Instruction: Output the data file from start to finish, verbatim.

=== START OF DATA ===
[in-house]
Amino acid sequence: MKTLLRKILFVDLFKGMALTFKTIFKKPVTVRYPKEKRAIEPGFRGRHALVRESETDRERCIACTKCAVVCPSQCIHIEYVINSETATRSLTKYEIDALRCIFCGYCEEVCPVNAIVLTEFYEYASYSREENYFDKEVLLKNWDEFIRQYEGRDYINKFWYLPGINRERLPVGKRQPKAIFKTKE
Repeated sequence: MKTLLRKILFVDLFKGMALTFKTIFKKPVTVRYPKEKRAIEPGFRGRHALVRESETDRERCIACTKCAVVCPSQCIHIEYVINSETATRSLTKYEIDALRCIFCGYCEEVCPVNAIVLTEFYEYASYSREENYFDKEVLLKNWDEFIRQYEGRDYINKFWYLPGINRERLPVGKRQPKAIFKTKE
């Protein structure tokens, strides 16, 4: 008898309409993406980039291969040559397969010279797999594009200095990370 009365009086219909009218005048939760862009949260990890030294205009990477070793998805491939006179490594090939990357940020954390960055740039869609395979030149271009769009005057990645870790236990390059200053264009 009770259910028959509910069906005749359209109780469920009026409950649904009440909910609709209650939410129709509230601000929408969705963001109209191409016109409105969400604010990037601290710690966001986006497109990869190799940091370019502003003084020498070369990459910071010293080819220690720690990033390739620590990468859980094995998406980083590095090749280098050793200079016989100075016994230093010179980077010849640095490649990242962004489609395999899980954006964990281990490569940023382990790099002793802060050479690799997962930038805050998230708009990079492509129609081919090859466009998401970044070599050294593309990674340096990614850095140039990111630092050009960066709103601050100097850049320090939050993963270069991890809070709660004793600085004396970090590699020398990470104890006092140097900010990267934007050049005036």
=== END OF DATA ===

[in-house]
Amino acid sequence: MKTLLRKILFVDLFKGMALTFKTIFKKPVTVRYPKEKRAIEPGFRGRHALVRESETDRERCIACTKCAVVCPSQCIHIEYVINSETATRSLTKYEIDALRCIFCGYCEEVCPVNAIVLTEFYEYASYSREENYFDKEVLLKNWDEFIRQYEGRDYINKFWYLPGINRERLPVGKRQPKAIFKTKE
Repeated sequence: MKTLLRKILFVDLFKGMALTFKTIFKKPVTVRYPKEKRAIEPGFRGRHALVRESETDRERCIACTKCAVVCPSQCIHIEYVINSETATRSLTKYEIDALRCIFCGYCEEVCPVNAIVLTEFYEYASYSREENYFDKEVLLKNWDEFIRQYEGRDYINKFWYLPGINRERLPVGKRQPKAIFKTKE
């Protein structure tokens, strides 16, 4: 008898309409993406980039291969040559397969010279797999594009200095990370 009365009086219909009218005048939760862009949260990890030294205009990477070793998805491939006179490594090939990357940020954390960055740039869609395979030149271009769009005057990645870790236990390059200053264009 009770259910028959509910069906005749359209109780469920009026409950649904009440909910609709209650939410129709509230601000929408969705963001109209191409016109409105969400604010990037601290710690966001986006497109990869190799940091370019502003003084020498070369990459910071010293080819220690720690990033390739620590990468859980094995998406980083590095090749280098050793200079016989100075016994230093010179980077010849640095490649990242962004489609395999899980954006964990281990490569940023382990790099002793802060050479690799997962930038805050998230708009990079492509129609081919090859466009998401970044070599050294593309990674340096990614850095140039990111630092050009960066709103601050100097850049320090939050993963270069991890809070709660004793600085004396970090590699020398990470104890006092140097900010990267934007050049005036």